2. Temp acclimate all corals

3. Break off bases of all corals - this helps eliminate nuisance algae, and various pests that can come in on excess rock (gorilla crabs, eunicid worms, etc).

4. Dip most corals in tank water mixed with Coral Rx (don't dip smooth-skinned Acroporas in it...dip those in Lugol's instead. There are plenty of people who have had bad experience with Coral Rx & smooth-skinned Acro's.) I use 1ml of Coral Rx regular strength to 1 cup water (but follow directions.)

5. Gently blow coral with a pipette filled with the water/C-Rx mixture. The Coral Rx will knock most pests off the coral. Inspect with a magnifying glass to look for eggs or smaller pests. Treat as needed. (For instance, if you see Monti-eating Nudi's, then treat with potassium permanganate. If you see Red Planaria, use Flatworm Exit, etc.)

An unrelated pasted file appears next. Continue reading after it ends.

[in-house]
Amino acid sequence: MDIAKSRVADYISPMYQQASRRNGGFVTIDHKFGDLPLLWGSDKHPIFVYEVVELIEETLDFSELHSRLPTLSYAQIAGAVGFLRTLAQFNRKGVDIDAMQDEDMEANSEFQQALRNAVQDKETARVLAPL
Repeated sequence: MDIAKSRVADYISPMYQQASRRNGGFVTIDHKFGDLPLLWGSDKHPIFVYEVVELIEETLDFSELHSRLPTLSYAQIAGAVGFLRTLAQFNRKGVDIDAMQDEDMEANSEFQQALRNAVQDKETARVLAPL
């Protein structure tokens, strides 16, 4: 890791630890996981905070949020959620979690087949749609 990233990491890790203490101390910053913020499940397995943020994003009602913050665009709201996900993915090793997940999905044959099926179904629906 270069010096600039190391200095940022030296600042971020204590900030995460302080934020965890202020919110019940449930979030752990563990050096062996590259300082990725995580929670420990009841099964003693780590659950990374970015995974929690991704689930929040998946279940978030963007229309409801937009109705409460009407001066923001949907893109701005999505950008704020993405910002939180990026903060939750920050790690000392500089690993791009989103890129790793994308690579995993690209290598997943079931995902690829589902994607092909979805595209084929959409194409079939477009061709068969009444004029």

6. Place any non-living skeleton/rock remaining into hydrogen peroxide for about 20 seconds (the regular strength stuff you use for cleaning wounds, etc.) This will help kill off any algae. I have dipped full corals, but usually it takes them quite a while to recover. Not worth it IME.

7. Cover any non-living skeleton/rock remaining with superglue. This will prevent any remaining pests and/or algae spores to escape easily. Place the coral on a piece of rock/frag plug/whatever.

8. Place in QT. During the first week, check for bite marks, pests, and algae. At the end of the first week, redip in Coral Rx or Lugol's. If you have AEFW and/or red bugs, they should be showing up by this dip. You can then treat as needed.

9. Keep corals in QT for at least 30 days...preferably 6 weeks. I check pretty regularly for pests. I also move everything into a secondary QT (grow-out tank). I've never had any pests make it over to the grow-out tank...or to the display.